Young people have the power to transform food systems

The Covid-19 pandemic revealed serious gaps in economic, social and political systems around the world and revealed crises of food, economy, health and climate. The theme for the 2021 International Youth Day (IYD), “Transforming Food Systems: Youth Innovation for Human and Planetary Health”, highlights the need for greater youth participation and leadership in transforming food systems by making them more inclusive and sustainable. As part of this year‘s IYD celebration, we recognize some promising youth-led innovations aimed at revolutionizing local food systems.

Young people, representing 16% of the global population (UN, 2019), have been among the hardest hit by the pandemic with education, job opportunities, nutrition and health being severely affected. According to UNICEF (2019), South Asia has the largest young labour force in the world, with nearly 100,000 young people entering the labour market every day. Moreover, according to the Global Food Policy Report (2021), 72% of the youth from the region are likely to be unemployed - in the aftermath of the pandemic. In countries such as India, Nepal and Bangladesh, with a significantly larger young population, the impact on the labour force is predicted to be even greater as young people are three times more likely to be unemployed than adults (SDG Report, 2019).

In this dire situation, there is a crucial need for healthy and sustainable food systems through multi-sectoral engagement. And youth have a significant role to play in this. Eating habits developed from a young age impact health on both an individual and global level. Moreover, through mobilisation and demonstrations, young people have massive power to hold policy-makers, food producers and companies accountable. Recognising this, we as part of the Oxfam-convened TROSA Youth Basin Ambassadors (YBA), are incorporating these ideas in our regional dialogues as well as on-ground interactions. To us, it is evident that the four key areas of youth involvement in transforming existing food systems are: education, empowerment, innovation and entrepreneurial solutions.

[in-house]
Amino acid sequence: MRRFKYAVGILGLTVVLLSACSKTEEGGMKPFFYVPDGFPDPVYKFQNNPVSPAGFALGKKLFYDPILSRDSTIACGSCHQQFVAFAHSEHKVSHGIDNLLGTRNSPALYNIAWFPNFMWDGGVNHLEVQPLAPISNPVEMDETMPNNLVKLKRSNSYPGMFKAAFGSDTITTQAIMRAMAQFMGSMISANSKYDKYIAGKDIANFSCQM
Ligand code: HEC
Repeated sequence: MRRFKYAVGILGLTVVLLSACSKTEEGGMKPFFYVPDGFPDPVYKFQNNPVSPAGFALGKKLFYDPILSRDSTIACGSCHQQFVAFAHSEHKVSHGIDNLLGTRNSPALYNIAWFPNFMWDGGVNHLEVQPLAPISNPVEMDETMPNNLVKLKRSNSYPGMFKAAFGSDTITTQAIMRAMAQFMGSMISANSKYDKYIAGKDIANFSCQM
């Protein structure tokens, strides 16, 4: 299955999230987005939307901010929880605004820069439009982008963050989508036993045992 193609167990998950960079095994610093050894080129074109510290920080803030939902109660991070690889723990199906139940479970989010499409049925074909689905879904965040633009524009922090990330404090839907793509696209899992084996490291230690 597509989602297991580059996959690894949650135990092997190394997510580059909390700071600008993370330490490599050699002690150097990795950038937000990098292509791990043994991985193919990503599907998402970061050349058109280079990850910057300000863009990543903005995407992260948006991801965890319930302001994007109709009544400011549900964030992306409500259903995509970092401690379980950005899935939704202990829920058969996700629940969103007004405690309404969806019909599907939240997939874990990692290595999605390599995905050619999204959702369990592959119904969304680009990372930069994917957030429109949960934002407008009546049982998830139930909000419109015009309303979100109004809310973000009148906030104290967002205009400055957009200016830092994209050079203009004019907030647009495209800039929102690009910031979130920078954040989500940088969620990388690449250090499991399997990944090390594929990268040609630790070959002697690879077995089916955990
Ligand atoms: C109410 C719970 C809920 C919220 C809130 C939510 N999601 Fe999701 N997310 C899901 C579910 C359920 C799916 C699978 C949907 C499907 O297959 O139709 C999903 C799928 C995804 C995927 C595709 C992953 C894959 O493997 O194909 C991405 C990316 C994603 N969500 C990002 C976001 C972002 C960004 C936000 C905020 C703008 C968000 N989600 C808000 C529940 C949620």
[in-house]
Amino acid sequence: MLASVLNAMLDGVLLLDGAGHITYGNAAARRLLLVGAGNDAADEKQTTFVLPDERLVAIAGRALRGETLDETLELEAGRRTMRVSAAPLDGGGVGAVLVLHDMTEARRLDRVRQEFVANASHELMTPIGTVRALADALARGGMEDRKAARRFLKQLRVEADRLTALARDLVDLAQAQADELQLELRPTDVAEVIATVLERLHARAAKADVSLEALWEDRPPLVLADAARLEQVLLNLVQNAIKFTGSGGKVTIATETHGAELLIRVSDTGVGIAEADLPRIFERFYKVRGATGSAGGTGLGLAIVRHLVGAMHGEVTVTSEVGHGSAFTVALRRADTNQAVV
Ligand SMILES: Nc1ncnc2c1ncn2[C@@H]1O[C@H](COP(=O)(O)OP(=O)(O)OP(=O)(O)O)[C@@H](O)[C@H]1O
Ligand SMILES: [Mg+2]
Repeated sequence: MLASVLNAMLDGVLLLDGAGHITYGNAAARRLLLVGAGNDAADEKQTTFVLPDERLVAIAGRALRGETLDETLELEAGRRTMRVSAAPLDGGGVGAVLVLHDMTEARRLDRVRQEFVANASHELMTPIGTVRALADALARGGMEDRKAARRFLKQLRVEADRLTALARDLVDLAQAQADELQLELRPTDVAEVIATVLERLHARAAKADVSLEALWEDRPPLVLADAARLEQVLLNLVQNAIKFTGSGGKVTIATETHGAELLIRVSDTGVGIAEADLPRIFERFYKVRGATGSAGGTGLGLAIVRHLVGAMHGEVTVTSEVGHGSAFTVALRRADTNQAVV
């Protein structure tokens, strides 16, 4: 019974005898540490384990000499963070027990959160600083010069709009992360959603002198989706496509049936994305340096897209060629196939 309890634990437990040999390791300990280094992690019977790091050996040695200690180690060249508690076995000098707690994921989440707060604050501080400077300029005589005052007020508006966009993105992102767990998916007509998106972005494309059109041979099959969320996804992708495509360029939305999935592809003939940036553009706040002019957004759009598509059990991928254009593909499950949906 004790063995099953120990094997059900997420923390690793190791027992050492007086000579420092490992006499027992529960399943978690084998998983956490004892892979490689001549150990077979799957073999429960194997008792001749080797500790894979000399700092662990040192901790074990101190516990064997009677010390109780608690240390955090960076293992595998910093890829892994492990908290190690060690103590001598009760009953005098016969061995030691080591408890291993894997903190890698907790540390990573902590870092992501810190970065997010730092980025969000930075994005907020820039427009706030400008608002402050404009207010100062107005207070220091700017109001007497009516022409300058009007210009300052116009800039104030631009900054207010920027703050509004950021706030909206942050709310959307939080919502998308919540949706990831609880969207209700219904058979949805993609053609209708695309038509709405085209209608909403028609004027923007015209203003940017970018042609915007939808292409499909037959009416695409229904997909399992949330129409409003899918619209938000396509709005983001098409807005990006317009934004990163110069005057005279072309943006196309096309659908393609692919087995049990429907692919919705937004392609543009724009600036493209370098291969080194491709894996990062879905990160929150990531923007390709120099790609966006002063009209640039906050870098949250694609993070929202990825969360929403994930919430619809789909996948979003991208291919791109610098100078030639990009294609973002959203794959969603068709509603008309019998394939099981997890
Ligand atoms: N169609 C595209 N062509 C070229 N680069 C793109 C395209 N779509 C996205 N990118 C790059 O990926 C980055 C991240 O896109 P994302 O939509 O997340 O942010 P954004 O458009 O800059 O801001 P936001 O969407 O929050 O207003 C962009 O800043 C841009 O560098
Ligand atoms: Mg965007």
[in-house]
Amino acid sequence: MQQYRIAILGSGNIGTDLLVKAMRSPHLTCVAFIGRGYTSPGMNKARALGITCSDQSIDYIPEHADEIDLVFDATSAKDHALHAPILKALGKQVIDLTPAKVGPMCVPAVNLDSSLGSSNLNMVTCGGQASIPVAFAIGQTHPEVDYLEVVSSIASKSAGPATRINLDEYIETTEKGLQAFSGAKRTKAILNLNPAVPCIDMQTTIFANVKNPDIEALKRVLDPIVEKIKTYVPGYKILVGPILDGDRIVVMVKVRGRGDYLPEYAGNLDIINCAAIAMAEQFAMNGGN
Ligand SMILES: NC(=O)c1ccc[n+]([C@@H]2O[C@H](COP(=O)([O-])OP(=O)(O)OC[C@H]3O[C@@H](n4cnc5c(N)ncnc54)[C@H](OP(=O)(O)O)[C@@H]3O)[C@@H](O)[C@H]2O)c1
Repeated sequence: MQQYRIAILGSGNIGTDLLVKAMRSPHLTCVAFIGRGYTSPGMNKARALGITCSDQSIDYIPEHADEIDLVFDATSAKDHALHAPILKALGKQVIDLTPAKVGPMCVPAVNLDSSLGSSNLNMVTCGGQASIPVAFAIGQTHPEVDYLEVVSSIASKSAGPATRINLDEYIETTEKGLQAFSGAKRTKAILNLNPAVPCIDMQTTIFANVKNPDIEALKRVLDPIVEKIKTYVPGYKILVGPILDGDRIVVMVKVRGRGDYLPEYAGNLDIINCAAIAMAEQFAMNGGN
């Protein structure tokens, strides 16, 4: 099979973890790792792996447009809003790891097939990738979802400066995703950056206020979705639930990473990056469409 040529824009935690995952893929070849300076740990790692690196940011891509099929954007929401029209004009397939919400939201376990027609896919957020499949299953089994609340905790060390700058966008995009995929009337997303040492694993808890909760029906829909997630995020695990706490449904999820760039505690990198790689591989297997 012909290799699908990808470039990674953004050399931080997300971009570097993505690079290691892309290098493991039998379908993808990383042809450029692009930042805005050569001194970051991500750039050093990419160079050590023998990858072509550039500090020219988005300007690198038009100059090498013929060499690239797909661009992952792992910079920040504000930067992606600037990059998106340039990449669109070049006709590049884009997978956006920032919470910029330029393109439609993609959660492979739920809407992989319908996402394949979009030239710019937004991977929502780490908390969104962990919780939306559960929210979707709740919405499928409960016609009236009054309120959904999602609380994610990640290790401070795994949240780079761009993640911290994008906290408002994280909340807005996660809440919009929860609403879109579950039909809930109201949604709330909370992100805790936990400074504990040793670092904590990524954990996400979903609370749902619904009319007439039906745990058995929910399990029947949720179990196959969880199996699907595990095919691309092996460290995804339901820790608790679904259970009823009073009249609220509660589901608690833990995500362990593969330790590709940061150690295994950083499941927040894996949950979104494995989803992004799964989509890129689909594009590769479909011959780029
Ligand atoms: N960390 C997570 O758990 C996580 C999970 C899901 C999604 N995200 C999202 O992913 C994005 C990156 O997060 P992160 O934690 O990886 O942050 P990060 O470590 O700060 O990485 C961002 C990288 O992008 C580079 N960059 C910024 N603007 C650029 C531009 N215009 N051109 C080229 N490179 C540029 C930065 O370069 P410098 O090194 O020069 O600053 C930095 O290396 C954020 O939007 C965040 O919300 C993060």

We, the youth, can employ creative approaches in educating and engaging with the general population for sustainable living. We can be at the frontline, advocating against injustices in the current food system which hurt indigenous communities, women and marginalised farmers. We can also raise awareness about the need to make farming practises climate-friendly. In short, young people can become change makers by taking initiatives for local production and consumption cycles, community-level engagement for public kitchen gardens, helping set up grain banks, composting and using food waste for producing home based manure etc.

We have witnessed that along with education, innovation and agricultural entrepreneurship are also key to youth involvement in global food systems. Young agripreneurs across South Asia are running successful ventures based on sustainable practises, while also earning profits. One such notable example is Ravi Khokar, a young agriprenuer running the Arvind Dairy Farm in Haryana. Integrating livestock with traditional agriculture and experimenting with different cattle breeds, Ravi created an optimum set-up suited to local conditions. He also established a strong network and market to sell milk to Nestle as well as in adjoining villages.

Another inspirational story is that of Farjana Akter from Bangladesh. The fishery sector in Bangladesh is traditionally dominated by men. Farjana and a group of other young women decided to create a space for themselves by starting an online business to sell fish. Fighting her way through gender barriers in the market, Farjana now runs her own successful fishery business.

These youth-led initiatives demonstrate the vigour, creative energy and entrepreneurial drive needed to advocate for and lead innovative approaches in transforming existing food systems. Let us all come together to be the youth who can be the change!


Anu Bothra and Ritu Priya are Youth Basin Ambassadors for the Regional Youth Dialogue (RYD) on Water, Climate and Human Rights (2021) by TROSA, Oxfam. Views expressed are personal.